Age-related Macular Degeneration (AMD) is the leading cause of blindness in persons over age 55 in the United States and Western Europe. In 80- 90% of cases, severe visual loss is caused by the growth of choroidal neovascular membranes (CNVs) under the RPE and retina. While laser therapy is the only proven treatment for CNVs a minority of patients are candidates for treatment, which is complicated by relatively poor visual outcome and a high rate of recurrent disease. Our desire to carry our RPE debridement, RPE transplantation, and growth factor treatment studies arises from the development of a new surgical technique (subretinal dissection and excision of CNVs) to treat the exudative complications of AMD. Excised CNVs are associated with overlying RPE and Bruch's membrane fragments. Thus, a large area of RPE is debrided as a consequence of CNV removal. We believe removal of RPE limits photoreceptor (and visual) recovery. We will model CNV-associated RPE removal by mechanically debriding RPE from Bruch's membrane. We will determine whether RPE transplantation and/or growth factor therapy reverses these changes. These experiments may establish a basis for RPE transplantation in humans following surgical removal of CNVs. The effect of varying the surface area of debridement on photoreceptor survival centrally will be described. The time course of retinal degeneration following debridement will be described. The ability of proliferating RPE to migrate from the edge into the center of the debrided area and to rescue overlying and/or adjacent photoreceptors will be assessed. For growth factor studies, the ability of basic fibroblast growth factor to prevent retinal degeneration induced by RPE debridement will be assessed. For RPE transplantation, a suspension of cultured cells is then transplanted over the tapetum. Transplanted RPE are identified by their pigmentation, and, in some cases, by fluorescent labels or by a marker gene (pSV GAL). We will evaluate different vehicles for RPE delivery, determine the number of RPE cells needed to repopulate a debrided surface, and evaluate homologous (and perhaps autologous) transplants. The viability of transplants, the ability of transplants to rescue overlying/neighboring photoreceptors, and the possibility of transplant proliferation, rejection or the development of proliferative vitreoretinopathy will be assessed with light and electron microscopy.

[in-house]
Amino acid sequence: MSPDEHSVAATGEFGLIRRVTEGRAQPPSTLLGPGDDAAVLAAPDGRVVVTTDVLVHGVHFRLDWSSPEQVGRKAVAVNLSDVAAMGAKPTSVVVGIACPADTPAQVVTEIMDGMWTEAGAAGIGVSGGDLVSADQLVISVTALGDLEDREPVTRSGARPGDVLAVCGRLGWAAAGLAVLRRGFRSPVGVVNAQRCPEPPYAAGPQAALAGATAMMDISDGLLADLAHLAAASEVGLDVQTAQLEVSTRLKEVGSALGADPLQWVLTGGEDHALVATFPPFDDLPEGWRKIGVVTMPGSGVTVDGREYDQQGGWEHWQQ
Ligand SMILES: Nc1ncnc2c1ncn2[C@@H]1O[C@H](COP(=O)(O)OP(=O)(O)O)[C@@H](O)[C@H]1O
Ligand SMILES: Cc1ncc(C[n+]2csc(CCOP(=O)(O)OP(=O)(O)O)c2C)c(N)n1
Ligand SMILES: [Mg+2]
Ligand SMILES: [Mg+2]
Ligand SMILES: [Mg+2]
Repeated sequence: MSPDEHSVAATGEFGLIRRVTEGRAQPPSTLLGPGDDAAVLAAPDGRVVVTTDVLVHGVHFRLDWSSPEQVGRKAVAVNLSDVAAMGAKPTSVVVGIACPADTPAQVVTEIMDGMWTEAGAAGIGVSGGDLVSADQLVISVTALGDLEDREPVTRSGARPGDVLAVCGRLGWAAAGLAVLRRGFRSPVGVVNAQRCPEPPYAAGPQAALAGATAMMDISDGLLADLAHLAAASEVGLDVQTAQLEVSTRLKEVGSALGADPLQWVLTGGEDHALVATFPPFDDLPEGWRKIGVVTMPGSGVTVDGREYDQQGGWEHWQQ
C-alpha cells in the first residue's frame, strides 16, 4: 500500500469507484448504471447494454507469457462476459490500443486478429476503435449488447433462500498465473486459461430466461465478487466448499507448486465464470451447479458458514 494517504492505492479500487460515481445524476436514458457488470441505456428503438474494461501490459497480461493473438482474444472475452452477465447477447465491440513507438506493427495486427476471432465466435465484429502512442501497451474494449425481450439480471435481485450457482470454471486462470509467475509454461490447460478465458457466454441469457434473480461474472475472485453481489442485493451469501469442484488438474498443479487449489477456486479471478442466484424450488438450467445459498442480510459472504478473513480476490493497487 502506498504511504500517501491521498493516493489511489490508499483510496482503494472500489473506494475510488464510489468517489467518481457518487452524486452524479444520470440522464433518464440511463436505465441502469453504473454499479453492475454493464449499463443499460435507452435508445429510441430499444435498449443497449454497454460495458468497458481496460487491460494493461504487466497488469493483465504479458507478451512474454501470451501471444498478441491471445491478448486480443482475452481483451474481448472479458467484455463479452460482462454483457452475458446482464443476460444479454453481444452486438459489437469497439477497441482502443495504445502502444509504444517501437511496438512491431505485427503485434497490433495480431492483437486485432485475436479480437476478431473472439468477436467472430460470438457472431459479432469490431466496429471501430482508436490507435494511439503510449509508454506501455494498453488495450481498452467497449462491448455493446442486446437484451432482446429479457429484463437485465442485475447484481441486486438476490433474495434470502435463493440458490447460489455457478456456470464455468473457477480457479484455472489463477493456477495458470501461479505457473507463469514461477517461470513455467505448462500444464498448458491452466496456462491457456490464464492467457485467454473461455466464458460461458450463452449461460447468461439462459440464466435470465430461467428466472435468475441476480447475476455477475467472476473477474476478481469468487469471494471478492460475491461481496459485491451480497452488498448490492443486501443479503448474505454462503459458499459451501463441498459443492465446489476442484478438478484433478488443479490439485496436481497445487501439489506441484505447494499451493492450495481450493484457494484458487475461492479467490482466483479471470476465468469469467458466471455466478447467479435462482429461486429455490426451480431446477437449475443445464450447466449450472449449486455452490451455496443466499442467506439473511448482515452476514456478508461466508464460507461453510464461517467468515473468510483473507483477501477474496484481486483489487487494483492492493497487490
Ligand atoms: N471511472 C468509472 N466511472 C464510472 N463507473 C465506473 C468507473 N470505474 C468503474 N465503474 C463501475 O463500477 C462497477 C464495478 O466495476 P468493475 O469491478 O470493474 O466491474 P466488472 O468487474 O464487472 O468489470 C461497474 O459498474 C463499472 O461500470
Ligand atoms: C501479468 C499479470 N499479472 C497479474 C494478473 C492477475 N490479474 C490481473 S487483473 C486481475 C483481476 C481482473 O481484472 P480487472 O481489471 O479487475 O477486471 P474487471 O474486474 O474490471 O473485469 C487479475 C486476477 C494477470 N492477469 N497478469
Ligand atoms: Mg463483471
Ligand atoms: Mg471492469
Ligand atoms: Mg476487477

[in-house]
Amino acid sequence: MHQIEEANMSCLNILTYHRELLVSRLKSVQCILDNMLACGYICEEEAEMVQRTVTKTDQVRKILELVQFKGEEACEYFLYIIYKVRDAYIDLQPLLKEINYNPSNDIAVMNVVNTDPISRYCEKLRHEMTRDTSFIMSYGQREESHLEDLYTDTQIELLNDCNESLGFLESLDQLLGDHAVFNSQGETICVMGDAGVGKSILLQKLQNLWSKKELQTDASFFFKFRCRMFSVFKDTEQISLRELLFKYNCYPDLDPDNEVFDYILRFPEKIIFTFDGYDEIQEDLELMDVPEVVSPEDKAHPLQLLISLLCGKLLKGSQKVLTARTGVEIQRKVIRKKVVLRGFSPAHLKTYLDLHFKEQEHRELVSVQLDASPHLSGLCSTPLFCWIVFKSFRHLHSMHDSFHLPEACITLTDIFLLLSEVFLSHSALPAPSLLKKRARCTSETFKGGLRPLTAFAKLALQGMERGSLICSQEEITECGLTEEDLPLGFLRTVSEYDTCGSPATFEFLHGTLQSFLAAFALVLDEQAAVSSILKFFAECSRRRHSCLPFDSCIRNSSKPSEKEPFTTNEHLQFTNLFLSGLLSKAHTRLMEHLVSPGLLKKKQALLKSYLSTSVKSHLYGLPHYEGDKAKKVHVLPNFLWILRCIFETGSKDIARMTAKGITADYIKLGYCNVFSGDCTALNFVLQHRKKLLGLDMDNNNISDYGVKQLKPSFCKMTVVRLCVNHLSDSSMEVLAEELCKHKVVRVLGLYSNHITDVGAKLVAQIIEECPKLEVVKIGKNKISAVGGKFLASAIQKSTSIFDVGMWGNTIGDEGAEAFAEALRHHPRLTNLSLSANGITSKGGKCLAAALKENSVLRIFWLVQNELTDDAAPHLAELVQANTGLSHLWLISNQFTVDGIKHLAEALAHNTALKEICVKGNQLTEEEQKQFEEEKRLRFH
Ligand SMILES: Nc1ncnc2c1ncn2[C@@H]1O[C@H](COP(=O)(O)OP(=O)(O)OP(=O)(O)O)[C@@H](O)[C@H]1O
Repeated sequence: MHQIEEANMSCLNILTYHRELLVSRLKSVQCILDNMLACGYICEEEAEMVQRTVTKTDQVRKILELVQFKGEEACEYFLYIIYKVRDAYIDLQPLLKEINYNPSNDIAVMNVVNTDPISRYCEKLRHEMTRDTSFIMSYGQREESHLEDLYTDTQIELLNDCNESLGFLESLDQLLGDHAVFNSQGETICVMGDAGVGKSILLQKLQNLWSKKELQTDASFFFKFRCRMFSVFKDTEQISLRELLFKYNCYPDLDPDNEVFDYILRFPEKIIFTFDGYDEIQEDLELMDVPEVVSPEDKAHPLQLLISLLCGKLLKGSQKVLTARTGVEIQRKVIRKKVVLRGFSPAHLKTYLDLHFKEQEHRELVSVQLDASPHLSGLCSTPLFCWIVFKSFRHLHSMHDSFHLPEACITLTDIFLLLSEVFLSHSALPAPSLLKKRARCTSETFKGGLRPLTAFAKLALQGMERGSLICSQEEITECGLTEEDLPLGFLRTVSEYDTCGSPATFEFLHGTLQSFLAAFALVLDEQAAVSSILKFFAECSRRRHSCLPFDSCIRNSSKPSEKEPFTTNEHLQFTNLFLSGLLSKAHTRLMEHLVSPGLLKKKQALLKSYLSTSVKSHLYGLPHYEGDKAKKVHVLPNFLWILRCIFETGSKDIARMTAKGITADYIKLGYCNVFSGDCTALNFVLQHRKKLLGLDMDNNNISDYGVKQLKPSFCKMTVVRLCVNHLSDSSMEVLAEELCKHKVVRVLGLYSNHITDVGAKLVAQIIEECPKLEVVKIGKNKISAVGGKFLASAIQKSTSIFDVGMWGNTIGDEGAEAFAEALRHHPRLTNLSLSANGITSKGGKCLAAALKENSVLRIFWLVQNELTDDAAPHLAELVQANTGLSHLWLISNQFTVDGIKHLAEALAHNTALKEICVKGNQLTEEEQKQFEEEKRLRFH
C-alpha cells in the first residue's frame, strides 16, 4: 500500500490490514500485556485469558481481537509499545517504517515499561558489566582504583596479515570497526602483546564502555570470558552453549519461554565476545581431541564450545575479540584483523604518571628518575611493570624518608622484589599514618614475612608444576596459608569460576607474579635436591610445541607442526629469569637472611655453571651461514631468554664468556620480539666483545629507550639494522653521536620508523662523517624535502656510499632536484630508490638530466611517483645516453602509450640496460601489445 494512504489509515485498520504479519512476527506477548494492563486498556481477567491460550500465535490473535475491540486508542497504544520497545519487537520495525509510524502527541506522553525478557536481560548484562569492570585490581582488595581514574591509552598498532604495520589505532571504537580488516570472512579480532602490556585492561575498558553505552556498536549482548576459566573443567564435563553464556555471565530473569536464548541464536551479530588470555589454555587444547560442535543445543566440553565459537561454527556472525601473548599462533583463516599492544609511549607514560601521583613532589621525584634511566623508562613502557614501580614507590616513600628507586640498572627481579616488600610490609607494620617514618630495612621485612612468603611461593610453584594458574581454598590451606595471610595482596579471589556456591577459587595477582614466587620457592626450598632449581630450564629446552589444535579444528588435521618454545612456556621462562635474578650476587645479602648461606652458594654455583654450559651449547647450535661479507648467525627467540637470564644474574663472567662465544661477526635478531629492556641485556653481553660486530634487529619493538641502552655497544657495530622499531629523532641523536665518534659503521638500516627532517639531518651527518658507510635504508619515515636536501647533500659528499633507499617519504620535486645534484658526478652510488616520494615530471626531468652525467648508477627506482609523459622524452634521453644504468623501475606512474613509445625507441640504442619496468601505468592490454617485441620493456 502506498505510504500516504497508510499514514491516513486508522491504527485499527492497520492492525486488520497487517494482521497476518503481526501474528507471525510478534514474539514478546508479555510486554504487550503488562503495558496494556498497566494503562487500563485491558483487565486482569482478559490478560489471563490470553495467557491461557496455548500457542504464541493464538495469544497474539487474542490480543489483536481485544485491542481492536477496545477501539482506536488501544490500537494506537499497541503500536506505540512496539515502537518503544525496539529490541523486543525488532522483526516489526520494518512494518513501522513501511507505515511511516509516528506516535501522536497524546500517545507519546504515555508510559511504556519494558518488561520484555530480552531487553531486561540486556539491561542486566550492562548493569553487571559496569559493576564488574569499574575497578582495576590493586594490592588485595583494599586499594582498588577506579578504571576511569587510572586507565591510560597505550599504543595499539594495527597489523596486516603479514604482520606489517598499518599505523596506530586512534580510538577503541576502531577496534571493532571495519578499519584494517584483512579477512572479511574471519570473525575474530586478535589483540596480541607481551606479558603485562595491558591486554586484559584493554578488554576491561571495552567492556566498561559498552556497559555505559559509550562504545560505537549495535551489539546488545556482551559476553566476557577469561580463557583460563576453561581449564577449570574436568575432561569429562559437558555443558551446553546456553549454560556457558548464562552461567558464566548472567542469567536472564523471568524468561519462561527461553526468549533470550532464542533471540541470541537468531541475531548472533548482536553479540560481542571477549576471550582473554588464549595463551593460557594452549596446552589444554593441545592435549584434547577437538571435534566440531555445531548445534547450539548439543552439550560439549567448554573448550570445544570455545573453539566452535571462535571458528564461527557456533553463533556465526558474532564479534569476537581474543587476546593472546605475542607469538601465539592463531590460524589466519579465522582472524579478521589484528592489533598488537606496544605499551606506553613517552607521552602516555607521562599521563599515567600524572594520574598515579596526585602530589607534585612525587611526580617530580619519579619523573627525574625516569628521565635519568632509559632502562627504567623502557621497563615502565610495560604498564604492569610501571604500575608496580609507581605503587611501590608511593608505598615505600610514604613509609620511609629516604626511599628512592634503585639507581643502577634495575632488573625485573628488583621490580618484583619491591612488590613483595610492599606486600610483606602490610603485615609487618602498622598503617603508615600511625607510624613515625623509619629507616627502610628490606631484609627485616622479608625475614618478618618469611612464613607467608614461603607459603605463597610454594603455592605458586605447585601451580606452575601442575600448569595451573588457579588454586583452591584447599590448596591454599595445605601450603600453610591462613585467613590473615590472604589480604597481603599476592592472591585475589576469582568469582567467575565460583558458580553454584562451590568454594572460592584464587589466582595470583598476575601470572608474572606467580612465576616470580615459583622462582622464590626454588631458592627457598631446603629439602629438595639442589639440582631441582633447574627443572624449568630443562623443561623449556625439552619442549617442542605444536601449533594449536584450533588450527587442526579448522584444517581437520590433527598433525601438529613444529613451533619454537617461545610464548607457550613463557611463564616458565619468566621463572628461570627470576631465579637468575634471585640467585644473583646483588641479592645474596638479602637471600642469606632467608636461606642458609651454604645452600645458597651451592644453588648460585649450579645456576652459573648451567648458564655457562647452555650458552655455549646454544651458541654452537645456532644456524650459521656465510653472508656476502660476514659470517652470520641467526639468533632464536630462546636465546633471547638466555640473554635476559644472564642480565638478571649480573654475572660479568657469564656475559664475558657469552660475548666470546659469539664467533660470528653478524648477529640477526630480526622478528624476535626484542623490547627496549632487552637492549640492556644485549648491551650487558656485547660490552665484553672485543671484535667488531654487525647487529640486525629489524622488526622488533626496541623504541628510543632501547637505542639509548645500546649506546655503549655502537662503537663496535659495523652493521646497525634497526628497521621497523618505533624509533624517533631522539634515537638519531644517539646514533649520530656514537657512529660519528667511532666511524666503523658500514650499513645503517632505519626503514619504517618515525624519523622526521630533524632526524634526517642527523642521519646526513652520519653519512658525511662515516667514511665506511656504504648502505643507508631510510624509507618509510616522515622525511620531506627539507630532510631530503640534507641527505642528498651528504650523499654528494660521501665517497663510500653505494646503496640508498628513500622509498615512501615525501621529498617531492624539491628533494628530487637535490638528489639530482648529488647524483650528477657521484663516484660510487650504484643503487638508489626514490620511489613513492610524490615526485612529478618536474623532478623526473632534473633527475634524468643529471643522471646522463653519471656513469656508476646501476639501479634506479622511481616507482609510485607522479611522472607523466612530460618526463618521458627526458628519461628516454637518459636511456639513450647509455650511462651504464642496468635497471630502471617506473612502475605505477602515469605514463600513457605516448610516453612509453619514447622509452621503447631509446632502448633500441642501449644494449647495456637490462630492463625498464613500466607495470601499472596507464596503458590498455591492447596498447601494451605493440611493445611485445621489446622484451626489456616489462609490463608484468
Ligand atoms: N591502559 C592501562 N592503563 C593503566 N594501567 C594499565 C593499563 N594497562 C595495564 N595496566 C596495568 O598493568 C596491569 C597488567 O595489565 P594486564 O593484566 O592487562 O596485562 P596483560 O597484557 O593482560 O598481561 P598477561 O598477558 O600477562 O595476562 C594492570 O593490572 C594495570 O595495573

Agency
National Institute of Health (NIH)
Institute
National Eye Institute (NEI)
Type
Research Project (R01)
Project #
5R01EY009750-03
Application #
2163479
Study Section
Visual Sciences C Study Section (VISC)
Project Start
1994-03-01
Project End
1998-02-28
Budget Start
1995-03-01
Budget End
1996-02-29
Support Year
3
Fiscal Year
1995
Total Cost
Indirect Cost
Name
University of Medicine & Dentistry of NJ
Department
Ophthalmology
Type
Schools of Medicine
DUNS #
605799469
City
Newark
State
NJ
Country
United States
Zip Code
07107
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